Type “coronavirus” into a Google search, and you’ll see that there are about 1.5 billion results. Clearly, there are concerns about the spread of the virus and the impact it might have on the global economy and markets. At first, there was an expectation that it would be contained in China, but now the residents in South Korea, Iran, Italy and other countries are worried about contracting this disease that has led to almost 3,000 deaths and will likely end up being much higher than that.
The economic impact is not fully known at this point, but companies such as Apple have already lowered their revenue forecasts for this quarter due to supply chain interruption (the process of having many different companies involved in putting together Apple products) caused by the virus. The travel industry and those companies who have significant exposure to Chinese consumers will experience financial difficulty. Extreme projections are that the global economy could take a $1 trillion hit, causing more than a 1% impact on worldwide Gross Domestic Product (GDP). While global central banks, like the US Federal Reserve, have some ability to mitigate the economic damage, they have fewer tools than in the past, given historically low interest rates and historically high balance sheets.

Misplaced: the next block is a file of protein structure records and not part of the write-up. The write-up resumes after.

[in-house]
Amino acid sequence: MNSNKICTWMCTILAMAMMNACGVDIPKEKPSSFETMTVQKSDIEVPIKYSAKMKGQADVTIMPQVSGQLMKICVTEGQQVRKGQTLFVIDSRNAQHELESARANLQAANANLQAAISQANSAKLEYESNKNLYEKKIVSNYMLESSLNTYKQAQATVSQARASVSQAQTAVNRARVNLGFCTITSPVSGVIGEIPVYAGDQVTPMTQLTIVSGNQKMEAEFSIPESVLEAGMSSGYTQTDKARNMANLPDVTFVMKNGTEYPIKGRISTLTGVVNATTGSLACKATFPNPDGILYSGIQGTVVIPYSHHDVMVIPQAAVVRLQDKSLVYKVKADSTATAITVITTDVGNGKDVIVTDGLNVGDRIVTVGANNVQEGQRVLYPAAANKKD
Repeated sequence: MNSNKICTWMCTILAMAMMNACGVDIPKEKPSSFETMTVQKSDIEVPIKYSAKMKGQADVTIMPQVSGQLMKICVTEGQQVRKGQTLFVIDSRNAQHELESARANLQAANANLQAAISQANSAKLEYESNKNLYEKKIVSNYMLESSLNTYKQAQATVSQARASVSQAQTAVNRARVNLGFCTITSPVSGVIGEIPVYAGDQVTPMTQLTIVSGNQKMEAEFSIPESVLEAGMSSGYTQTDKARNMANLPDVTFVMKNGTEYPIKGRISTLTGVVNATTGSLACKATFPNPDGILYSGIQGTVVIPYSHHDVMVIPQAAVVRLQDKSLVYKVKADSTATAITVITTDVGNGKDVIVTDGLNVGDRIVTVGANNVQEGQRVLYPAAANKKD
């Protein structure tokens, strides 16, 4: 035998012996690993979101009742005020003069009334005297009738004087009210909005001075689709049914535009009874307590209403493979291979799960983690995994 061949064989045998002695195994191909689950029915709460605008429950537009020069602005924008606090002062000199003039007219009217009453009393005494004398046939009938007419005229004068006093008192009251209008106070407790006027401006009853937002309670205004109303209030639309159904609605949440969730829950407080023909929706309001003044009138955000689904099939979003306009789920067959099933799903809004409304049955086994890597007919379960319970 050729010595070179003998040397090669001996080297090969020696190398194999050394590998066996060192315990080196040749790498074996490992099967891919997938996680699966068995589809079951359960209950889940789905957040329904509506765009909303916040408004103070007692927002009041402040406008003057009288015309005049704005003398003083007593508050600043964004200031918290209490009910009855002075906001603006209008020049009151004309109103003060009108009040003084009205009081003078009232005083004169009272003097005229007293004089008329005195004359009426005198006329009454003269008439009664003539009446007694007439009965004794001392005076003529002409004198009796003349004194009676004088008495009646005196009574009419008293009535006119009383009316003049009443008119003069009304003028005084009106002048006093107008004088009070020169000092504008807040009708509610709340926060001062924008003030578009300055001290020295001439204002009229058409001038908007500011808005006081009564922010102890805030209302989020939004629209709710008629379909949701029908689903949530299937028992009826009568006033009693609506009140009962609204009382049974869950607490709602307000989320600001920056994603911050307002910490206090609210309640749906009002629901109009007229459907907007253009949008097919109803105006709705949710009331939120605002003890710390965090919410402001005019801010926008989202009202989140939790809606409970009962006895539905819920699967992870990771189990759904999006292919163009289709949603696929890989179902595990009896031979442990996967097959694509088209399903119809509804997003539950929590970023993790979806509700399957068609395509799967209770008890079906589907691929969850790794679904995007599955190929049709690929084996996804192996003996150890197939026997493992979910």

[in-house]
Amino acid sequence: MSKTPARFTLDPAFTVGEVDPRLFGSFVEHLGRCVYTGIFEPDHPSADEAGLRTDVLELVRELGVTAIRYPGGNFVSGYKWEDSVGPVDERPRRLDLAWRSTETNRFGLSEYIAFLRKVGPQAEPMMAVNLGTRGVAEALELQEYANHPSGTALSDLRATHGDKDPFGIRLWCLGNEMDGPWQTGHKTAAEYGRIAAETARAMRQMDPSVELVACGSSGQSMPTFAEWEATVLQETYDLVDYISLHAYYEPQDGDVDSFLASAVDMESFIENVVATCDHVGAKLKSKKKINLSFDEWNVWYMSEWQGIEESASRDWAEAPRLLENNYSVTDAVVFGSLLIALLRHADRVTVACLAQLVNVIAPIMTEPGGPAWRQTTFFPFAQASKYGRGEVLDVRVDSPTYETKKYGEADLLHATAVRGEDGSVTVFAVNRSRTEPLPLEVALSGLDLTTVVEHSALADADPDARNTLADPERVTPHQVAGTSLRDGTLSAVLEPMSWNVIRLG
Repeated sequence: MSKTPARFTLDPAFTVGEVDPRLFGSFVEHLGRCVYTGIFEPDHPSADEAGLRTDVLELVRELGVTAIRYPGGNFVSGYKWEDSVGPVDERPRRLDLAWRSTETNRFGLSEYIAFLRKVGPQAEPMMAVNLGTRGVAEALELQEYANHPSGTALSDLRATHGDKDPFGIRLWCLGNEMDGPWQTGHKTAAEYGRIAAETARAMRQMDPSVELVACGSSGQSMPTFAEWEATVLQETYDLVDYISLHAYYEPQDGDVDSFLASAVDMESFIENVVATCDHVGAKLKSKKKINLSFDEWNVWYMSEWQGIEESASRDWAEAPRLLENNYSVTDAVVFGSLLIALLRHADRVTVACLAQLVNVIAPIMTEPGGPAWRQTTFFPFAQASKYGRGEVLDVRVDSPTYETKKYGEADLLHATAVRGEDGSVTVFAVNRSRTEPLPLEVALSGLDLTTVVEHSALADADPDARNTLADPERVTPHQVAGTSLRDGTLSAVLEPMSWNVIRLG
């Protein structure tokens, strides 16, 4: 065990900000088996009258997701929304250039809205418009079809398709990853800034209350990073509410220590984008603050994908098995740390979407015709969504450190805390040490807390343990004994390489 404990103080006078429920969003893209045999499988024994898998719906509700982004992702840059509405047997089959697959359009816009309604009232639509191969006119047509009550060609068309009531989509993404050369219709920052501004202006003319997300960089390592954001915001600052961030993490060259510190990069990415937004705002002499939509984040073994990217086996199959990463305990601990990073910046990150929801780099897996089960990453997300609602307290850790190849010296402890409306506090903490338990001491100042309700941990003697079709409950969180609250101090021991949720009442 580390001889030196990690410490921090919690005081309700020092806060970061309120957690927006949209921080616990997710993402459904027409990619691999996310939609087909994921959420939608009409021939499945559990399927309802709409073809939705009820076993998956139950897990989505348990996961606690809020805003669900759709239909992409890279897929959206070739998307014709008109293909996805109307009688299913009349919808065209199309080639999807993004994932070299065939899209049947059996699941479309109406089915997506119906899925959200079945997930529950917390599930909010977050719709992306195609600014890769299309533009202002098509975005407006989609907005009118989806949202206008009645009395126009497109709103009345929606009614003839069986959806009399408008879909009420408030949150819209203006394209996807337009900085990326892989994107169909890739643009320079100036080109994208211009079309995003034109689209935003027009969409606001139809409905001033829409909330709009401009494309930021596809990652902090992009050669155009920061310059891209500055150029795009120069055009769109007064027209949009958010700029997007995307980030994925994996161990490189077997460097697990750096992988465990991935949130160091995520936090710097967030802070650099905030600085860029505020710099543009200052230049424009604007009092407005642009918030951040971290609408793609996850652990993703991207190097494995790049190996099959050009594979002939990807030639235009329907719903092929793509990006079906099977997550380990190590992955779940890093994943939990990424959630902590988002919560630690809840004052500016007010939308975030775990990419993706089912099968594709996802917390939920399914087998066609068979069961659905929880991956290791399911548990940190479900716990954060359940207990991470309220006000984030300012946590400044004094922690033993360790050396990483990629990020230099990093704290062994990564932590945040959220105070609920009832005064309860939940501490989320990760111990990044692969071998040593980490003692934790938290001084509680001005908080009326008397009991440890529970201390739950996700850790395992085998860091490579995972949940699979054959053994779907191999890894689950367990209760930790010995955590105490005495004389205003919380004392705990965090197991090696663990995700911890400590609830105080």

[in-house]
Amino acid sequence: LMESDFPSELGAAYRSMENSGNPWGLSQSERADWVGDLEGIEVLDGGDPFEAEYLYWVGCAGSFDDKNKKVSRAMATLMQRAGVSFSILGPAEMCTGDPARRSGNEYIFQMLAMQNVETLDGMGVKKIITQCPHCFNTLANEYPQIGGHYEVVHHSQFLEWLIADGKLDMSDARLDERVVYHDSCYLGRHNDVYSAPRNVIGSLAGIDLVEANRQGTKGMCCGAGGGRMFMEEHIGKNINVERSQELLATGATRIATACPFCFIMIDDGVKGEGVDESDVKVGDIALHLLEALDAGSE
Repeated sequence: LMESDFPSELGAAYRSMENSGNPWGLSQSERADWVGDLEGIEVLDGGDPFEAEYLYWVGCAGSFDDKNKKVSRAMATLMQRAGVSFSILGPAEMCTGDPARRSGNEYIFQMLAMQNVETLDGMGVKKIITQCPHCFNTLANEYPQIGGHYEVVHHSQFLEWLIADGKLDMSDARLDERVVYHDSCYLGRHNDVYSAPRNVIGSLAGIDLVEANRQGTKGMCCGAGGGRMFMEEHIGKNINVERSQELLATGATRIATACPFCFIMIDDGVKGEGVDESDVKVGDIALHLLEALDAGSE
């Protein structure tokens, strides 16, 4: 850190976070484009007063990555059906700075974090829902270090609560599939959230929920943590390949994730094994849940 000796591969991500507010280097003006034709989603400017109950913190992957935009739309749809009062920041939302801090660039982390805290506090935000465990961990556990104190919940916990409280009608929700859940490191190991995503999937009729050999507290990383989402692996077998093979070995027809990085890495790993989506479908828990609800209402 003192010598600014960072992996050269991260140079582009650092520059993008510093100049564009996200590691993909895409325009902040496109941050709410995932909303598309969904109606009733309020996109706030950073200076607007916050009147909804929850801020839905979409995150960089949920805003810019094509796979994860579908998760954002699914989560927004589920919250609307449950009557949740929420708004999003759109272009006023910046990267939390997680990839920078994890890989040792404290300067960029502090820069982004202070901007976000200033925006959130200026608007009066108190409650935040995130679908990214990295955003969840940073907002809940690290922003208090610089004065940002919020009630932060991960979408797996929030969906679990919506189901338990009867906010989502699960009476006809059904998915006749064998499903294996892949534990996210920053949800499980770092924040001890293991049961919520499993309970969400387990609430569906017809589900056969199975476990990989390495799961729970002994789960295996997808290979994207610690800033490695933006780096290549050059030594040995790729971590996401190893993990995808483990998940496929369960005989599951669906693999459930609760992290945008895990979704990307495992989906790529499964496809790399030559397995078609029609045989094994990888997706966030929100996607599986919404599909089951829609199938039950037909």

What does all of this economic reaction mean for the stock market? Since the market first responded to coronavirus on January 21st, 2020, the decline has been about 5.0%, including today’s sell-off. To put this fact into historical context, previous health scares have caused declines ranging from 5.0% to 15.0% and have typically lasted anywhere from two to six months. SARS (2003) and Zika (2015) caused the biggest downturns, while the Avian Flu’s impact (2004) lasted the longest. It is human nature for investors to wonder if they should do anything in response to the market decline caused by the coronavirus. Coincidentally, one of the greatest investors of all time, Warren Buffett, was interviewed on CNBC this morning; not because of the virus, but because he released his annual letter to shareholders over the weekend. The letter is one of the most widely read financial commentaries every year and can be obtained on the Berkshire Hathaway website. To summarize Buffett’s comments this morning, he said that, while Berkshire Hathaway would likely be buying stocks today given that they are sitting on a pile of uninvested cash, most investors should essentially ignore this short-term news and remain focused on a 10-year or more time horizon.
While we will continue to monitor the current events, we believe this is one of those times to be patient and not let the fear caused by the media to affect your long-term investment plan. This is a very sad and scary time for those countries and people who are directly impacted by the virus, but it is our view that investors should not take any action. Please let us know if you have any questions or would like to discuss your current investment allocation.
John B. Cox serves as a Member and as Chief Investment Officer with Warren Averett Asset Management. Click here to learn more about him or to reach out to him directly.